http://www.bsdhome.com/avrdude /

I never have, but I'm sure it happens. I think most recent AVRs indicate 10,000 cycles, at least that is what the ATmega128 data sheet says about it.
The main thing I don't like about the AVRs is the harvard architecture - seperate program and data memories, but this hasn't caused me any real pain - just makes some things slightly more clumsy than they need to be.
Cheers, -Brian
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BDMICRO - Maker of the MAVRIC ATmega128 Dev Board
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So RISC like, one cycle one instruction for internal Flash. How are the instructions? PIC like or more CISC like? Are they meaningful? or does it take a handful to get anything done. (Still trying to get a feel relative to HC11.)

HC11's run 8MHz clock for 2MHz internal. Most short instructions are 2 cycles, some 3, and some complex instructions 5,6 and up from there. So basically, HC11 pushes close to 1Mip. But it's a good instruction set with strong addressing modes. Not the best, certainly, but as I said earlier - venerable. Then there are 3 and 4 MHz versions, so you can get above a MIP with them.

How large are the registers? 8? 16?

Yeah. We were all set to get excited about the HC12's when they came out with Flash, until we found out they were 100 cycle Flash. I just didn't think I could in good conscience sell boards to my customers which would burn out in 100 development cycles. We did have some go out around 100 cycles. So we didn't advertize them. We got excited about the 68F333 which was supposed to be 10,000x flash. If you haven't heard of it, don't worry. We made several boards chasing Mot's changing pin outs, until they discontinued it, just as we were getting ready to go to market.Drat!
So that was another false start. So when the 56F80x DSP's came out with 100,000x Flash, 40MIPs to boot, we were very happy to get back into the game with IsoPod(TM) and ServoPod(TM). Not to likely to were the Flash out from the development cycle.
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On Thu, 17 Jul 2003 21:16:30 -0400, Randy M. Dumse wrote:

It seems to be a very nice, orthoganol instruction set with all the usual add, sub, mul, and, or, eor, net, inc, dec, (no div) etc instructions with variations for signed/unsigned, w & w/o carry etc. Operands can be two registers or a register and an immediate. All operations are 8 bit. Data movement is by load/store with all the usual addressing modes in combination with pre and post decrement/increment, but with the large register set, moving data in and out of memory is not as common as on other architectures with fewer registers. 6 of the registers are special and work together as 3 pairs of 2 and are used as pointers for indirect addressing (the X, Y, and Z registers which are r26:r27, r28:r29, and r30:r31).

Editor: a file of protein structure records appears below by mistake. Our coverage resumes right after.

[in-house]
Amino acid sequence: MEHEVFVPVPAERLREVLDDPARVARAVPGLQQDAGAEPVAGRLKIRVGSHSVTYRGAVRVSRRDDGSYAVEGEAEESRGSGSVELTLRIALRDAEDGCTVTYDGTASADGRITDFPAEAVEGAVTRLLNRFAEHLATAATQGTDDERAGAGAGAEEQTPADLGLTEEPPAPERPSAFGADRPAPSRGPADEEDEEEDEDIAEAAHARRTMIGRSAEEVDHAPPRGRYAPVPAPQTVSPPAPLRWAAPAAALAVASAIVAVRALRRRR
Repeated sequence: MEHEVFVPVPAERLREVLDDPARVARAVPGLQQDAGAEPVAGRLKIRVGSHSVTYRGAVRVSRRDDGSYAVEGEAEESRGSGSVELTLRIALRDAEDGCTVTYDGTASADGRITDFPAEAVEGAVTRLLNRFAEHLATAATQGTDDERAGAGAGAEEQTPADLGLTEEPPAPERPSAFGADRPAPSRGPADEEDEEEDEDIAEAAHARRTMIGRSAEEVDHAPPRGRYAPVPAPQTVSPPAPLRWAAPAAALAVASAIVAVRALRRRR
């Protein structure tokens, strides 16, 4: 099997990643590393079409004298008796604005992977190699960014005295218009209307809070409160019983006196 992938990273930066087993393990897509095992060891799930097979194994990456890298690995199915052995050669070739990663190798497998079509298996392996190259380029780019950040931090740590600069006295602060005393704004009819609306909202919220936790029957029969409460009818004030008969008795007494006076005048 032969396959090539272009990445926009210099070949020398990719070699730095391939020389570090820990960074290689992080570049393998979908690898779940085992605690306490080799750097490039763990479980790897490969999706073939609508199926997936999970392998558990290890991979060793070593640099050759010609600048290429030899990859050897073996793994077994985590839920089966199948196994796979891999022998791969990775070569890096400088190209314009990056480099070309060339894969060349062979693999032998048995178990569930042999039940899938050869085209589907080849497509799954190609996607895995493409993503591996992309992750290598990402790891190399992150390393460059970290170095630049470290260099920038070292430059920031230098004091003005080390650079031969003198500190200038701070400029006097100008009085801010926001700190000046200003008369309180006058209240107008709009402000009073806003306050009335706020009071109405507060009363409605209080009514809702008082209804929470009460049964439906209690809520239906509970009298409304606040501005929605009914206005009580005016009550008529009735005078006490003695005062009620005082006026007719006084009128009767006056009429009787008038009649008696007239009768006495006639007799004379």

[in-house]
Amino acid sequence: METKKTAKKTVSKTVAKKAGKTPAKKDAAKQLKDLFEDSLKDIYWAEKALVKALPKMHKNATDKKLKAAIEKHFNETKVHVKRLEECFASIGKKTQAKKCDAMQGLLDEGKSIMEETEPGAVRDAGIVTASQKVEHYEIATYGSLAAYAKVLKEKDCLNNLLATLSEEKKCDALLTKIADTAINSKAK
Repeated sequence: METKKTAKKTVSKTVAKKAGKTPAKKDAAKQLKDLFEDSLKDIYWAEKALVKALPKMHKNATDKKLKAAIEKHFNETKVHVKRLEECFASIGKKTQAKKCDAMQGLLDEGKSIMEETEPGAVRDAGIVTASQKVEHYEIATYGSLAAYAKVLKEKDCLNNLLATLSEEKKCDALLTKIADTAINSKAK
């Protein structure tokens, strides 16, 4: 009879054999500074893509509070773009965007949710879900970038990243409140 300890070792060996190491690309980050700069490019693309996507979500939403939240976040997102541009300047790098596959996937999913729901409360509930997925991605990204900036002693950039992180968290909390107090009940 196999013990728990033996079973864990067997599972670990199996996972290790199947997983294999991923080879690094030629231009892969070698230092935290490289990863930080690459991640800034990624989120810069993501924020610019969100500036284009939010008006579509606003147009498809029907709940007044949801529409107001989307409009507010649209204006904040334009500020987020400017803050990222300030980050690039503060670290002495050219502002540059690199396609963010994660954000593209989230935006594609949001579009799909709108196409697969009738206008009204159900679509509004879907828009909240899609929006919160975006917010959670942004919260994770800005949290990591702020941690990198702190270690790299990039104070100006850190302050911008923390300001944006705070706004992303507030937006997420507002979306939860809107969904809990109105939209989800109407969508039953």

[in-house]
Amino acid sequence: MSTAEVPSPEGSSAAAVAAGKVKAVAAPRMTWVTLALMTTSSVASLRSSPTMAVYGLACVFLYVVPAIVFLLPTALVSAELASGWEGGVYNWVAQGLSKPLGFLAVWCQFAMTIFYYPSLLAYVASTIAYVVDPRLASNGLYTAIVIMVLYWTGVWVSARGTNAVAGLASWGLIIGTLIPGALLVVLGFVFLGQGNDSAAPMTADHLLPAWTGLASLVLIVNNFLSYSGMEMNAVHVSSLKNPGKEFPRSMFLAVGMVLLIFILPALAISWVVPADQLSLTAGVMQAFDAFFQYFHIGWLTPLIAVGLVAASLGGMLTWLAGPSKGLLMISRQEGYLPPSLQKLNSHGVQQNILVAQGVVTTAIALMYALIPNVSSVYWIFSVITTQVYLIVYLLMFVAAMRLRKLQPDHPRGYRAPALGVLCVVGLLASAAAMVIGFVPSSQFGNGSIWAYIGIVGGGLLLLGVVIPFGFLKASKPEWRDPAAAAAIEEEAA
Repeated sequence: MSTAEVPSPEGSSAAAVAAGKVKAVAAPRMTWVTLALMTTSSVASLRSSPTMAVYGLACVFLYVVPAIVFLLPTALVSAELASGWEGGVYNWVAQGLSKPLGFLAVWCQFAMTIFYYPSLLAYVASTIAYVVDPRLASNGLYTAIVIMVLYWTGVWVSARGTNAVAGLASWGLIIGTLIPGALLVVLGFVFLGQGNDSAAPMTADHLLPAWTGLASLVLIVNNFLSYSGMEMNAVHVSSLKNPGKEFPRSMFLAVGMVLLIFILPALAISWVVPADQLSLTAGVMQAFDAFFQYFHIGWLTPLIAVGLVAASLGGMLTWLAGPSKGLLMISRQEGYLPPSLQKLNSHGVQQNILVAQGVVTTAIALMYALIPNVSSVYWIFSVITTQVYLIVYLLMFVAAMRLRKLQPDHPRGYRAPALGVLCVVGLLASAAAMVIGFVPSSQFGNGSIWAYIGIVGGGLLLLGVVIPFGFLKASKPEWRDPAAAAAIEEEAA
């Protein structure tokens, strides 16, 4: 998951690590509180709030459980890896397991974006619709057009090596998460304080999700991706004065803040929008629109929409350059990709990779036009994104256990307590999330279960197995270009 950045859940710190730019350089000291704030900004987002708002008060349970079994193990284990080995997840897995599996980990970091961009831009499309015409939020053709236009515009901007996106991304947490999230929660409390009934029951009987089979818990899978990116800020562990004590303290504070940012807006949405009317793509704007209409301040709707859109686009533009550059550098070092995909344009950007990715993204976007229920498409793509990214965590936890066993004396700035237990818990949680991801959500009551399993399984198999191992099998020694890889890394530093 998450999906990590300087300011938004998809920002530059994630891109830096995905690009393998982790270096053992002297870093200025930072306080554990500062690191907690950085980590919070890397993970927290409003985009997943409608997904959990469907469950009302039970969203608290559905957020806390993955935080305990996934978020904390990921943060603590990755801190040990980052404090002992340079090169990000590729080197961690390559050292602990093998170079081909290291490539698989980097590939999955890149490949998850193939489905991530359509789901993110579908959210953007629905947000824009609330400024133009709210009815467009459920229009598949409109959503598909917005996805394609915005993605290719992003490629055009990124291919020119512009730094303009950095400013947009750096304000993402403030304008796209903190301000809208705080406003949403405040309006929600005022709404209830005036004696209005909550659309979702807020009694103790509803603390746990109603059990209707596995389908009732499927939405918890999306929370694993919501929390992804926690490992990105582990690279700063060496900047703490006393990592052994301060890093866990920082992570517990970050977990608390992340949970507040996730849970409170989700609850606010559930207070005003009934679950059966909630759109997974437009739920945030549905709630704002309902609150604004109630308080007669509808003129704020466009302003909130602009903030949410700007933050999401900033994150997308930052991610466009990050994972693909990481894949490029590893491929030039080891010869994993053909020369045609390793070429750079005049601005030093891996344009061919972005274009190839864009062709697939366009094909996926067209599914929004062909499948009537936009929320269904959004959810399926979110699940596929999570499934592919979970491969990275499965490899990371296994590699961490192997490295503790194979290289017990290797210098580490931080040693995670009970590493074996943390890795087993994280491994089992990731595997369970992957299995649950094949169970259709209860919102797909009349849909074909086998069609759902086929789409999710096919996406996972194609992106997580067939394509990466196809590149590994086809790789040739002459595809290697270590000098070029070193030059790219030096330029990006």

All the usual test and branch instructions are present as well as bit test and set insructions.
At Atmel seminars, the presenters say that the instruction set was designed in consultation with various C compiler vendors for the purpose of making sure that the instruction set would efficiently map to high level language code generation. As a result, a good C compiler can really produce very efficient code for the AVR.

8
Ugh. Well, some folks aren't too happy with Atmel's short product lifespans to date. I get the feeling that Atmel spread themselves a little thin by having such a wide variety of parts. At the last seminar ealier this summer, the presenter indicated that they are going through the process of shrinking their offering down to a few more capable parts in each category instead of all the little variations. On the up side, I believe that for parts that have been obsoleted, their intended replacement has been pin compatible.
However, they are coming out with some neat new products in the near future. An ATmega256 is planned which is a 100 pin part with double the FLASH and is slated to have 16 PWM channels, 16 A/D converters, more timers, more everything. If it comes out in the form they've said, it should be quite impressive. They are also adding CAN to their peripheral set and USB even I think, so that should be good news as well.

Yes, your 'Pod(s) seem to be quite impressive. At 40 MIPS, they should be able to really hum along. Nice feature set on them, too.
Cheers, -Brian
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Brian Dean, snipped-for-privacy@bdmicro.com
BDMICRO - Maker of the MAVRIC ATmega128 Dev Board
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One of the things that kept me away from the AVR, honestly enough, was their website. Strange as it may seem.

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Its one of the easiest to use from the all different manufacturers.
I find TI's a real pos, but at least they have the information there unlike lots of other manufacturers.
The other main source of AVR info is www.avrfreaks.com have to register(free).